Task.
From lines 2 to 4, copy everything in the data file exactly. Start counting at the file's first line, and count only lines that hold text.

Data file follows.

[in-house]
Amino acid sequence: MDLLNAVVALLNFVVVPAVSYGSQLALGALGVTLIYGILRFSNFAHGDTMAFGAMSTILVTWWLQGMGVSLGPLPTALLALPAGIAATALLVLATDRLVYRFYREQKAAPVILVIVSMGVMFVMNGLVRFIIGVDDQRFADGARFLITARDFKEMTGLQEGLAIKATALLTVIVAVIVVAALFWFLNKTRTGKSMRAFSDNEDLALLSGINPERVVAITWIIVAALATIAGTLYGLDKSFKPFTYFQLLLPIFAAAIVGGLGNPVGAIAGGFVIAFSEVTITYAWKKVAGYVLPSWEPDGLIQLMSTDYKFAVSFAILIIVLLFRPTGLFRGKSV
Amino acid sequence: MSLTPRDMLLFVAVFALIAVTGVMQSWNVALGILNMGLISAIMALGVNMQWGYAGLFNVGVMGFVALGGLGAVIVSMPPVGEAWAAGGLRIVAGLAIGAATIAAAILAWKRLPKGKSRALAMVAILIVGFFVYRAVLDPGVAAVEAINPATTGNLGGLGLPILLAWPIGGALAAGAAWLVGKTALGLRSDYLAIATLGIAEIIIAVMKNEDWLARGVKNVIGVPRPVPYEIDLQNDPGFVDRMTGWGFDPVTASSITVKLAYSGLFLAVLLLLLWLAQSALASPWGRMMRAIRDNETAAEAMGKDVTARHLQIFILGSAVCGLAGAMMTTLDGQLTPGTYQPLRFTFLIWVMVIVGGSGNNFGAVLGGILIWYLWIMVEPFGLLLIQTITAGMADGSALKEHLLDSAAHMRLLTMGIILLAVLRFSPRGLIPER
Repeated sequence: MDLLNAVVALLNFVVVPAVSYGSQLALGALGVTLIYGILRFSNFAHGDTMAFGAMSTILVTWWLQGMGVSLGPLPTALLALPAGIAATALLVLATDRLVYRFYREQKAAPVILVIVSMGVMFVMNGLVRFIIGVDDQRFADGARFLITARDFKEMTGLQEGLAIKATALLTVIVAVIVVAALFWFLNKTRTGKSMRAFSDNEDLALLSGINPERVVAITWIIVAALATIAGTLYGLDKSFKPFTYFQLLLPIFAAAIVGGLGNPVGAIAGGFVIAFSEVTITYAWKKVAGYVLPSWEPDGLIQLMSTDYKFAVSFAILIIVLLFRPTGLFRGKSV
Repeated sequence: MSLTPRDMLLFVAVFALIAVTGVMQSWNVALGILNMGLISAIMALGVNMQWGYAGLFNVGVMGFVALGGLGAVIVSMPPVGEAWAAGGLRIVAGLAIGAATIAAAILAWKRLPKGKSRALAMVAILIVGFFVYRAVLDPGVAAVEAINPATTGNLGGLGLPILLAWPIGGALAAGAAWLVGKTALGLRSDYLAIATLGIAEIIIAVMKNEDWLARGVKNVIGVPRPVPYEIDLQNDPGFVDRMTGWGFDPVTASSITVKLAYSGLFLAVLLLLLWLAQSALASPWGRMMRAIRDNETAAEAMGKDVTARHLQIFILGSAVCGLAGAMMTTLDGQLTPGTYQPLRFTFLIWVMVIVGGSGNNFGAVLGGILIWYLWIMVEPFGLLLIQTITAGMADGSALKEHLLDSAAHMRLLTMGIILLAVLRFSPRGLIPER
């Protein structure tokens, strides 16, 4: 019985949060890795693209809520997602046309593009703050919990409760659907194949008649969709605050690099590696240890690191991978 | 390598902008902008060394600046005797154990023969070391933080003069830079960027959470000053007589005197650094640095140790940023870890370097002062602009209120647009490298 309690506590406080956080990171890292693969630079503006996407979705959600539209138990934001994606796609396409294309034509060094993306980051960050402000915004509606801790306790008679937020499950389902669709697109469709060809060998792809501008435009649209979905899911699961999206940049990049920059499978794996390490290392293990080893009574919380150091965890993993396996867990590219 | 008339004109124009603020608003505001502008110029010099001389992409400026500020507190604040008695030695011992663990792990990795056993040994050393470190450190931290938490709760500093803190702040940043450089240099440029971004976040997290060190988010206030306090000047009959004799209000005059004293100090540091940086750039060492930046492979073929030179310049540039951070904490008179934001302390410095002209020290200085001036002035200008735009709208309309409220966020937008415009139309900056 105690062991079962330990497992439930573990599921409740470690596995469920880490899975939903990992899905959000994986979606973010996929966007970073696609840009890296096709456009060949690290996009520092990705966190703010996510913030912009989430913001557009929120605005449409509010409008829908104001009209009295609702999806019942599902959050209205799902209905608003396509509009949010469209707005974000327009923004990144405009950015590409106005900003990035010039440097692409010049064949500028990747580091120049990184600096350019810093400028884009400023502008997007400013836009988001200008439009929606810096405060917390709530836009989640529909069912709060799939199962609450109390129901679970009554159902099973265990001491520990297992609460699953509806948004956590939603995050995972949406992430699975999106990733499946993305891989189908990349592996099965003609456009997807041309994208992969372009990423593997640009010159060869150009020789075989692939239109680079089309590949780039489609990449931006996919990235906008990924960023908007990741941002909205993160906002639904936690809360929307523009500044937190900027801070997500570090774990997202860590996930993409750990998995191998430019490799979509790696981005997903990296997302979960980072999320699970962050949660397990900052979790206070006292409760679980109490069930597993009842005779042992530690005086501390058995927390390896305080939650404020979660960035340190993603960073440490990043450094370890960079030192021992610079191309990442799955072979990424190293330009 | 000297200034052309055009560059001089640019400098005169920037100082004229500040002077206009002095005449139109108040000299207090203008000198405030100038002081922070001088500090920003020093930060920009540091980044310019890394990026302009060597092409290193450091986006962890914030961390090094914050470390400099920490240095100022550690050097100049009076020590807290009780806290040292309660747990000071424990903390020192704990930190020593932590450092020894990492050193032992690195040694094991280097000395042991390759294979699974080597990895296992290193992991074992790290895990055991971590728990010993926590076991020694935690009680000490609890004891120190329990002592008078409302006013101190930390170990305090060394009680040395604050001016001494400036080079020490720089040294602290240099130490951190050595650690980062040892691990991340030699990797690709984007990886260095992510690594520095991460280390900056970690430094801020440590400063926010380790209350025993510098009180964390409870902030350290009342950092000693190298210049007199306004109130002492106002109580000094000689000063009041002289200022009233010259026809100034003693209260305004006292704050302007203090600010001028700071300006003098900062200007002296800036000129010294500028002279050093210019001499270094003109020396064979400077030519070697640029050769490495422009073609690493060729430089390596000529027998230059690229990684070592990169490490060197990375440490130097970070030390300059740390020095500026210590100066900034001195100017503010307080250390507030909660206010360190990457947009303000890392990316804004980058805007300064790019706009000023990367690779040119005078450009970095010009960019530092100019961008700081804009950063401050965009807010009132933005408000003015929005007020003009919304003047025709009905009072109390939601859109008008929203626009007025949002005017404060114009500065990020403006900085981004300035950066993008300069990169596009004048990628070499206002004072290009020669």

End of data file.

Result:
Amino acid sequence: MDLLNAVVALLNFVVVPAVSYGSQLALGALGVTLIYGILRFSNFAHGDTMAFGAMSTILVTWWLQGMGVSLGPLPTALLALPAGIAATALLVLATDRLVYRFYREQKAAPVILVIVSMGVMFVMNGLVRFIIGVDDQRFADGARFLITARDFKEMTGLQEGLAIKATALLTVIVAVIVVAALFWFLNKTRTGKSMRAFSDNEDLALLSGINPERVVAITWIIVAALATIAGTLYGLDKSFKPFTYFQLLLPIFAAAIVGGLGNPVGAIAGGFVIAFSEVTITYAWKKVAGYVLPSWEPDGLIQLMSTDYKFAVSFAILIIVLLFRPTGLFRGKSV
Amino acid sequence: MSLTPRDMLLFVAVFALIAVTGVMQSWNVALGILNMGLISAIMALGVNMQWGYAGLFNVGVMGFVALGGLGAVIVSMPPVGEAWAAGGLRIVAGLAIGAATIAAAILAWKRLPKGKSRALAMVAILIVGFFVYRAVLDPGVAAVEAINPATTGNLGGLGLPILLAWPIGGALAAGAAWLVGKTALGLRSDYLAIATLGIAEIIIAVMKNEDWLARGVKNVIGVPRPVPYEIDLQNDPGFVDRMTGWGFDPVTASSITVKLAYSGLFLAVLLLLLWLAQSALASPWGRMMRAIRDNETAAEAMGKDVTARHLQIFILGSAVCGLAGAMMTTLDGQLTPGTYQPLRFTFLIWVMVIVGGSGNNFGAVLGGILIWYLWIMVEPFGLLLIQTITAGMADGSALKEHLLDSAAHMRLLTMGIILLAVLRFSPRGLIPER
Repeated sequence: MDLLNAVVALLNFVVVPAVSYGSQLALGALGVTLIYGILRFSNFAHGDTMAFGAMSTILVTWWLQGMGVSLGPLPTALLALPAGIAATALLVLATDRLVYRFYREQKAAPVILVIVSMGVMFVMNGLVRFIIGVDDQRFADGARFLITARDFKEMTGLQEGLAIKATALLTVIVAVIVVAALFWFLNKTRTGKSMRAFSDNEDLALLSGINPERVVAITWIIVAALATIAGTLYGLDKSFKPFTYFQLLLPIFAAAIVGGLGNPVGAIAGGFVIAFSEVTITYAWKKVAGYVLPSWEPDGLIQLMSTDYKFAVSFAILIIVLLFRPTGLFRGKSV